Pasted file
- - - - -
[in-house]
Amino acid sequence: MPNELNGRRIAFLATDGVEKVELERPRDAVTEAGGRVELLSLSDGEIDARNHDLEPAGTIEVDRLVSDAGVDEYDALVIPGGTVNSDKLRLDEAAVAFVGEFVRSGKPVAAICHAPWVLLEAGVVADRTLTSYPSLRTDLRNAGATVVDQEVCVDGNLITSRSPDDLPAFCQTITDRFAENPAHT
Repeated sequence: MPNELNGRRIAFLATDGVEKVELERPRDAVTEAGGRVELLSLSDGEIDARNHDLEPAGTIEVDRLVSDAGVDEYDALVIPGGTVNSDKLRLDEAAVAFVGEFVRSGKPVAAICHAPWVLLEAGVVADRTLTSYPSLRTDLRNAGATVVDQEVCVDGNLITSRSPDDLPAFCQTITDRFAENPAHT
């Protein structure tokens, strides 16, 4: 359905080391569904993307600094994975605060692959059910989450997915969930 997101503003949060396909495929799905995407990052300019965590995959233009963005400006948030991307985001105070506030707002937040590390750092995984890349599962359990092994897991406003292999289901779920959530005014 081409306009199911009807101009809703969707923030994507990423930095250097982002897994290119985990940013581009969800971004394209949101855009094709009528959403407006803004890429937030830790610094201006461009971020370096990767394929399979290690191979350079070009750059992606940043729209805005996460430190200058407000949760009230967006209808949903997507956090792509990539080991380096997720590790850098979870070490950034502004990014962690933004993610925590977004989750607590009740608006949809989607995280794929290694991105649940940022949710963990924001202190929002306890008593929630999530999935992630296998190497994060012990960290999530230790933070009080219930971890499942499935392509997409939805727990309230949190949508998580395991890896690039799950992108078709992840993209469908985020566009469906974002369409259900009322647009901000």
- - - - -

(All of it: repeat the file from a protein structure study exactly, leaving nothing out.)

[in-house]
Amino acid sequence: MPNELNGRRIAFLATDGVEKVELERPRDAVTEAGGRVELLSLSDGEIDARNHDLEPAGTIEVDRLVSDAGVDEYDALVIPGGTVNSDKLRLDEAAVAFVGEFVRSGKPVAAICHAPWVLLEAGVVADRTLTSYPSLRTDLRNAGATVVDQEVCVDGNLITSRSPDDLPAFCQTITDRFAENPAHT
Repeated sequence: MPNELNGRRIAFLATDGVEKVELERPRDAVTEAGGRVELLSLSDGEIDARNHDLEPAGTIEVDRLVSDAGVDEYDALVIPGGTVNSDKLRLDEAAVAFVGEFVRSGKPVAAICHAPWVLLEAGVVADRTLTSYPSLRTDLRNAGATVVDQEVCVDGNLITSRSPDDLPAFCQTITDRFAENPAHT
């Protein structure tokens, strides 16, 4: 359905080391569904993307600094994975605060692959059910989450997915969930 997101503003949060396909495929799905995407990052300019965590995959233009963005400006948030991307985001105070506030707002937040590390750092995984890349599962359990092994897991406003292999289901779920959530005014 081409306009199911009807101009809703969707923030994507990423930095250097982002897994290119985990940013581009969800971004394209949101855009094709009528959403407006803004890429937030830790610094201006461009971020370096990767394929399979290690191979350079070009750059992606940043729209805005996460430190200058407000949760009230967006209808949903997507956090792509990539080991380096997720590790850098979870070490950034502004990014962690933004993610925590977004989750607590009740608006949809989607995280794929290694991105649940940022949710963990924001202190929002306890008593929630999530999935992630296998190497994060012990960290999530230790933070009080219930971890499942499935392509997409939805727990309230949190949508998580395991890896690039799950992108078709992840993209469908985020566009469906974002369409259900009322647009901000």